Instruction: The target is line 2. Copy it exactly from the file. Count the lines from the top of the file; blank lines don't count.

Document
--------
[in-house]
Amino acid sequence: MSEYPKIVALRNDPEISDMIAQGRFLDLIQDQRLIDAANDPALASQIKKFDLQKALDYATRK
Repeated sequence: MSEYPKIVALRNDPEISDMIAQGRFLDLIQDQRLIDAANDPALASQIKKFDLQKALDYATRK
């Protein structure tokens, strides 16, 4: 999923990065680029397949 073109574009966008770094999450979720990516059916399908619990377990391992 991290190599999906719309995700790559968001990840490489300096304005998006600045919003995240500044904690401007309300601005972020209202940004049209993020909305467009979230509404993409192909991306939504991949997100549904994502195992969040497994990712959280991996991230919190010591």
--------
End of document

Amino acid sequence: MSEYPKIVALRNDPEISDMIAQGRFLDLIQDQRLIDAANDPALASQIKKFDLQKALDYATRK